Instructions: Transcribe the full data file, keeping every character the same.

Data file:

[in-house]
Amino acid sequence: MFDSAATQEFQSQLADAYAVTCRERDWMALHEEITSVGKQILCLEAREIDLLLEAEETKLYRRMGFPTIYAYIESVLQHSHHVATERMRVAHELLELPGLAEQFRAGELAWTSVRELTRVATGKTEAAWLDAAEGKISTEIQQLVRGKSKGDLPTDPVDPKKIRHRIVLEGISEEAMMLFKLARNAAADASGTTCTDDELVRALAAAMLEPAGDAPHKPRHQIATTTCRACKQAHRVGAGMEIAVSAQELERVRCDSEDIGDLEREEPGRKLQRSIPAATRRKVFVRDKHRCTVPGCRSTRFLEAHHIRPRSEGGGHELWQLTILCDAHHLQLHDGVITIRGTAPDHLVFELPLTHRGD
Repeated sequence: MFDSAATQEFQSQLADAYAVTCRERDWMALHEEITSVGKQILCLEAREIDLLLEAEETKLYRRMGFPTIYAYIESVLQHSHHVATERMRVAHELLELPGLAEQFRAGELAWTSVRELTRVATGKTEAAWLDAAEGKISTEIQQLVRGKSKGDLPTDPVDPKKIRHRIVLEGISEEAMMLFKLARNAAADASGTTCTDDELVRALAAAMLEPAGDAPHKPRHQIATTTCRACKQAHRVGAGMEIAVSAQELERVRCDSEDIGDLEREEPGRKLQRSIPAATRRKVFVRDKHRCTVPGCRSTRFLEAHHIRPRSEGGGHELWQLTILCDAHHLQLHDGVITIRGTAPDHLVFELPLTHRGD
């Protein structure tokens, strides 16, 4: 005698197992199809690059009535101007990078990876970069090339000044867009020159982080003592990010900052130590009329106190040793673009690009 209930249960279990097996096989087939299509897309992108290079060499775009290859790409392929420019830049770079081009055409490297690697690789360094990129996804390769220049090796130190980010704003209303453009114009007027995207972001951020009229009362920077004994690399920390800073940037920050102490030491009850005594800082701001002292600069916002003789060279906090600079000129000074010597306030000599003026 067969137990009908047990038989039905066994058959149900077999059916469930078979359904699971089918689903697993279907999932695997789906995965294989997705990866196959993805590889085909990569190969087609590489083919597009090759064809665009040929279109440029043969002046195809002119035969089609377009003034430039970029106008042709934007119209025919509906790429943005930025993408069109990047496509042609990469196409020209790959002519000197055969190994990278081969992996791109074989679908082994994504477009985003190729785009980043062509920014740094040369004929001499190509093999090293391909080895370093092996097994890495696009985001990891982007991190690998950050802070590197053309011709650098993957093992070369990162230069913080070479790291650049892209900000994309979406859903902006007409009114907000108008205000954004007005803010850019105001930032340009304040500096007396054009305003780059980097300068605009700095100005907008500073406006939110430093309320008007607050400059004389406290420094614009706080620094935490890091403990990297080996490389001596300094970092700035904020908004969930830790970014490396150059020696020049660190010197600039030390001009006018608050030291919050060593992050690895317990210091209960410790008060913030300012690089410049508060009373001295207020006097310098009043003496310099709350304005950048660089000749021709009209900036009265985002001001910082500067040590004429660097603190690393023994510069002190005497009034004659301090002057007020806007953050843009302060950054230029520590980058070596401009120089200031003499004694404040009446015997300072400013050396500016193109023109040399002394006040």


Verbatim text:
[in-house]
Amino acid sequence: MFDSAATQEFQSQLADAYAVTCRERDWMALHEEITSVGKQILCLEAREIDLLLEAEETKLYRRMGFPTIYAYIESVLQHSHHVATERMRVAHELLELPGLAEQFRAGELAWTSVRELTRVATGKTEAAWLDAAEGKISTEIQQLVRGKSKGDLPTDPVDPKKIRHRIVLEGISEEAMMLFKLARNAAADASGTTCTDDELVRALAAAMLEPAGDAPHKPRHQIATTTCRACKQAHRVGAGMEIAVSAQELERVRCDSEDIGDLEREEPGRKLQRSIPAATRRKVFVRDKHRCTVPGCRSTRFLEAHHIRPRSEGGGHELWQLTILCDAHHLQLHDGVITIRGTAPDHLVFELPLTHRGD
Repeated sequence: MFDSAATQEFQSQLADAYAVTCRERDWMALHEEITSVGKQILCLEAREIDLLLEAEETKLYRRMGFPTIYAYIESVLQHSHHVATERMRVAHELLELPGLAEQFRAGELAWTSVRELTRVATGKTEAAWLDAAEGKISTEIQQLVRGKSKGDLPTDPVDPKKIRHRIVLEGISEEAMMLFKLARNAAADASGTTCTDDELVRALAAAMLEPAGDAPHKPRHQIATTTCRACKQAHRVGAGMEIAVSAQELERVRCDSEDIGDLEREEPGRKLQRSIPAATRRKVFVRDKHRCTVPGCRSTRFLEAHHIRPRSEGGGHELWQLTILCDAHHLQLHDGVITIRGTAPDHLVFELPLTHRGD
């Protein structure tokens, strides 16, 4: 005698197992199809690059009535101007990078990876970069090339000044867009020159982080003592990010900052130590009329106190040793673009690009 209930249960279990097996096989087939299509897309992108290079060499775009290859790409392929420019830049770079081009055409490297690697690789360094990129996804390769220049090796130190980010704003209303453009114009007027995207972001951020009229009362920077004994690399920390800073940037920050102490030491009850005594800082701001002292600069916002003789060279906090600079000129000074010597306030000599003026 067969137990009908047990038989039905066994058959149900077999059916469930078979359904699971089918689903697993279907999932695997789906995965294989997705990866196959993805590889085909990569190969087609590489083919597009090759064809665009040929279109440029043969002046195809002119035969089609377009003034430039970029106008042709934007119209025919509906790429943005930025993408069109990047496509042609990469196409020209790959002519000197055969190994990278081969992996791109074989679908082994994504477009985003190729785009980043062509920014740094040369004929001499190509093999090293391909080895370093092996097994890495696009985001990891982007991190690998950050802070590197053309011709650098993957093992070369990162230069913080070479790291650049892209900000994309979406859903902006007409009114907000108008205000954004007005803010850019105001930032340009304040500096007396054009305003780059980097300068605009700095100005907008500073406006939110430093309320008007607050400059004389406290420094614009706080620094935490890091403990990297080996490389001596300094970092700035904020908004969930830790970014490396150059020696020049660190010197600039030390001009006018608050030291919050060593992050690895317990210091209960410790008060913030300012690089410049508060009373001295207020006097310098009043003496310099709350304005950048660089000749021709009209900036009265985002001001910082500067040590004429660097603190690393023994510069002190005497009034004659301090002057007020806007953050843009302060950054230029520590980058070596401009120089200031003499004694404040009446015997300072400013050396500016193109023109040399002394006040």